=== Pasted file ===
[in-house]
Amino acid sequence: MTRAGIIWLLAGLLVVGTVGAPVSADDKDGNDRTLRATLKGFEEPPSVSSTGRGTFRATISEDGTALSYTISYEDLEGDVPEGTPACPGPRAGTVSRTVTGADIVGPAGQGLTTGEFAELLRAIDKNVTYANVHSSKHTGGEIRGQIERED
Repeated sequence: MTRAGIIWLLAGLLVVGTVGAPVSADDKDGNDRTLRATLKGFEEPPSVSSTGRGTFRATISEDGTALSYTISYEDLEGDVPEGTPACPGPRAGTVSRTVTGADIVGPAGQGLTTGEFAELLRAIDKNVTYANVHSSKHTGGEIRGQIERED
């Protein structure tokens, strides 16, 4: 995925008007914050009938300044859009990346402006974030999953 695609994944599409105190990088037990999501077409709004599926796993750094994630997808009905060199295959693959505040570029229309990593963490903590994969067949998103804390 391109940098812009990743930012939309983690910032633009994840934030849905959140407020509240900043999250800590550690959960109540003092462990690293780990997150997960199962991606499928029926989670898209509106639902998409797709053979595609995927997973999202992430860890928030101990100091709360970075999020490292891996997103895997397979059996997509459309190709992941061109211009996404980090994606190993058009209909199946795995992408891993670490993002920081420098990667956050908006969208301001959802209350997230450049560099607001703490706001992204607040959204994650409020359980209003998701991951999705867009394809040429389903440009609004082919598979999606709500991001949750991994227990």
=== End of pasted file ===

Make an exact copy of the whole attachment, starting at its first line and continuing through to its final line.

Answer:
[in-house]
Amino acid sequence: MTRAGIIWLLAGLLVVGTVGAPVSADDKDGNDRTLRATLKGFEEPPSVSSTGRGTFRATISEDGTALSYTISYEDLEGDVPEGTPACPGPRAGTVSRTVTGADIVGPAGQGLTTGEFAELLRAIDKNVTYANVHSSKHTGGEIRGQIERED
Repeated sequence: MTRAGIIWLLAGLLVVGTVGAPVSADDKDGNDRTLRATLKGFEEPPSVSSTGRGTFRATISEDGTALSYTISYEDLEGDVPEGTPACPGPRAGTVSRTVTGADIVGPAGQGLTTGEFAELLRAIDKNVTYANVHSSKHTGGEIRGQIERED
């Protein structure tokens, strides 16, 4: 995925008007914050009938300044859009990346402006974030999953 695609994944599409105190990088037990999501077409709004599926796993750094994630997808009905060199295959693959505040570029229309990593963490903590994969067949998103804390 391109940098812009990743930012939309983690910032633009994840934030849905959140407020509240900043999250800590550690959960109540003092462990690293780990997150997960199962991606499928029926989670898209509106639902998409797709053979595609995927997973999202992430860890928030101990100091709360970075999020490292891996997103895997397979059996997509459309190709992941061109211009996404980090994606190993058009209909199946795995992408891993670490993002920081420098990667956050908006969208301001959802209350997230450049560099607001703490706001992204607040959204994650409020359980209003998701991951999705867009394809040429389903440009609004082919598979999606709500991001949750991994227990």